Relationship tips: 5 tips for meeting the parents
Whether it’s your first serious relationship, or you’re dating again after a divorce, meeting your partner’s parents will always be nerve-wracking. Here’s our five tips for ensuring that first meeting goes smoothly
1. Accept the first invitation they extend
If you’re worried about meeting the parents then it might be tempting to put off meeting them. Maybe they’ve asked you out for dinner and you’ve cried off with a bad stomach, or a work commitment. Just remember that if you’re serious about your relationship, you’re putting off the inevitable. Plus, your partner’s parents aren’t stupid; one excuse is, well, excusable, but any more and they’ll draw the conclusion that you’re just plain rude.
2. Try and meet on neutral ground
If you are nervous about meeting the parents then you’re best off doing it in an environment no-one is familiar with. That way neither side has the ‘upper-hand’; everyone is on the same level. If it’s left up to you to decide the venue, choose something low key like brunch at a local cafe, or Sunday lunch at your favourite (in-law friendly) pub. Now is definitely not the time to try somewhere new, or somewhere unusual (your partner’s parents might enjoy sushi, but why take the risk?).
If they’ve made it clear they’d like to choose the venue, don’t try and pass on suggestions unprompted. Just let them decide, and if it does happen to be your worst nightmare of a restaurant then you’ll just have to grin and bear it for a couple of hours. Resist the temptation to make negative remarks about the place you’re meeting, if you’ve had bad personal experiences there. It may well be their favourite restaurant and you run the risk of seriously offending them.
3. …or be prepared to muck in
If the meeting is a visit to their home then this is your chance to show how considerate and helpful you can be. Whether that’s helping his Dad stack the washing machine after dinner, or helping her Mum serve the tea, get stuck in. Even if you’re told not to lift a finger, don’t see that as a green light to put your feet up on the sofa. Offer your help whenever you think it’s appropriate, without being overbearing.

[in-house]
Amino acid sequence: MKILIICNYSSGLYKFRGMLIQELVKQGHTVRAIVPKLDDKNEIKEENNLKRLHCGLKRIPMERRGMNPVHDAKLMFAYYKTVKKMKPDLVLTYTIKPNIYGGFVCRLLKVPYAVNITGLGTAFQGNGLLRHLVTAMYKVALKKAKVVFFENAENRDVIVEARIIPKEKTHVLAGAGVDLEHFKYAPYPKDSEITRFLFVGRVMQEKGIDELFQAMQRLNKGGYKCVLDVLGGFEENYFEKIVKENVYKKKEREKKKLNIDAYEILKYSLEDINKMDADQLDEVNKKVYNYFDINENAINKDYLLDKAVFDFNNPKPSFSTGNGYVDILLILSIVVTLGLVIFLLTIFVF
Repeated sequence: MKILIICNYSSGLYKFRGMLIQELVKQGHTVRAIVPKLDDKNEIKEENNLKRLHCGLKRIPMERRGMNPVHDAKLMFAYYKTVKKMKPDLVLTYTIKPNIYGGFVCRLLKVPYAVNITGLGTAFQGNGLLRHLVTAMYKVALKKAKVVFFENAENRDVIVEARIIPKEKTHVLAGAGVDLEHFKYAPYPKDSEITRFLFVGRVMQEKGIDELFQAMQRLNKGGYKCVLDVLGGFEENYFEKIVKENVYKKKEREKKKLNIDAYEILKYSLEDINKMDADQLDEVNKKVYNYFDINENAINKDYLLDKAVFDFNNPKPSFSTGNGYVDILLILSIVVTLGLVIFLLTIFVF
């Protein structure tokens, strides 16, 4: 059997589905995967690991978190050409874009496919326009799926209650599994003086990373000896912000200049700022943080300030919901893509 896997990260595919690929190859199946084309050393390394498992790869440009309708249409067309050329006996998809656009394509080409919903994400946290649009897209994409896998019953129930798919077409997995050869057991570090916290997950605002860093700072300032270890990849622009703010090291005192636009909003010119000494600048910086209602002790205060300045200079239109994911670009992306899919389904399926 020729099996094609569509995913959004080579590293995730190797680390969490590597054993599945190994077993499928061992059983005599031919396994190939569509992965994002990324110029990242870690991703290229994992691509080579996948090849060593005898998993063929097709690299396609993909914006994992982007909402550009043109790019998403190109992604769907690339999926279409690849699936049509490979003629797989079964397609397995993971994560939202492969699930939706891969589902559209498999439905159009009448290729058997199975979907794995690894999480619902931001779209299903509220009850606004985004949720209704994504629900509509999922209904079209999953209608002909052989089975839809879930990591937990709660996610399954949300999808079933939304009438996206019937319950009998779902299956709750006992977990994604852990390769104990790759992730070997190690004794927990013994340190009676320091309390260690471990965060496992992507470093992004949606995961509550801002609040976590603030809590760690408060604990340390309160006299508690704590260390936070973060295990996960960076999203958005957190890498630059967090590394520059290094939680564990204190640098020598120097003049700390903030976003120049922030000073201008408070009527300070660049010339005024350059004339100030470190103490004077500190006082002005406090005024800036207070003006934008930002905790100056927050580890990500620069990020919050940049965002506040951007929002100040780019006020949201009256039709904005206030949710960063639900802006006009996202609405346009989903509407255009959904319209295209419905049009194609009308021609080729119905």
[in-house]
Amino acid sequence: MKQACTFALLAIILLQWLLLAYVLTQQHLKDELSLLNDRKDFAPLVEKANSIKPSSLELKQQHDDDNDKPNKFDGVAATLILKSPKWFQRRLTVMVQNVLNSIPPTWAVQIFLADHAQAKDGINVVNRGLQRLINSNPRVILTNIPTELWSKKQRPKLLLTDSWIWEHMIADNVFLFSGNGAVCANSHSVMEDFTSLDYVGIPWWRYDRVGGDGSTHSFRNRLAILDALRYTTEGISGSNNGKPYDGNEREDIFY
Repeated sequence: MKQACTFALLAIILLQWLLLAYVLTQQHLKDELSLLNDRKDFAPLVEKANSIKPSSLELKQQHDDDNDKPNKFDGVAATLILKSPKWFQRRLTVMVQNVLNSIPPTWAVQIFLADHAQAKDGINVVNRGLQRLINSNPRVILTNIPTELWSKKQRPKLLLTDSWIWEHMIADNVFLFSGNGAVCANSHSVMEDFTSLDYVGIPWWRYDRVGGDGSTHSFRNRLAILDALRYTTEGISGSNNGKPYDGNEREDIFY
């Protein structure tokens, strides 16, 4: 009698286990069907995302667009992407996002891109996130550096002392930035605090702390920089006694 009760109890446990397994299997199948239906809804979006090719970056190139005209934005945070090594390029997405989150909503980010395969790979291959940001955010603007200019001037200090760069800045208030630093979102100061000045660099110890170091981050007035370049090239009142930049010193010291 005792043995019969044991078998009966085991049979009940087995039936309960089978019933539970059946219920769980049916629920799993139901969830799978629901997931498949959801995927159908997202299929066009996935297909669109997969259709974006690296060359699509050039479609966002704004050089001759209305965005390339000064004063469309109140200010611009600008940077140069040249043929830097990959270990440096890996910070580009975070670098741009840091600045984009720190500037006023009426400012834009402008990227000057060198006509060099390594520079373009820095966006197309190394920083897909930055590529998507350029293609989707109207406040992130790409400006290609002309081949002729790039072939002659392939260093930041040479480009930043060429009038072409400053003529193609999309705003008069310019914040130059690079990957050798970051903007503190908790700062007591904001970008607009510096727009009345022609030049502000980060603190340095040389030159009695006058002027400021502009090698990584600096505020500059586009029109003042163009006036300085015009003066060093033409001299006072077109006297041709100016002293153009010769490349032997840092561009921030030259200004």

4. Do your homework
Doing some research on your partner’s parents will avoid two things:
1. The conversation drying up
2. You putting your foot in it
Make sure you have all the basics nailed down; know their names (duh!), jobs (or former jobs), hobbies, likes and dislikes, clubs they’re members of etc. If your partner’s parents are divorced, or if one of their parents is no longer alive, make sure you’re completely on board with what’s acceptable to ask about and what isn’t. After all, you don’t want to be the one who halts conversation at dinner after asking about the ex-wife that no one mentions.
Knowing something about your partner’s parents also earns you lots of brownie points, which can never be a bad thing!
5. Retain the high ground
Families are funny things – they have their own rules about what’s acceptable and what’s not. Sometimes these rules don’t follow societal norms, but that’s ok, because they understand their own boundaries. However, you don’t. Don’t assume that because the family calls your partner’s brother ‘Chubs’, you can get involved too. Also, just because they’re all swapping silly stories about your partner, that’s not your cue to recount the most embarrassing story you know about him or her. Smile or laugh when appropriate and keep your anecdotes to yourself.
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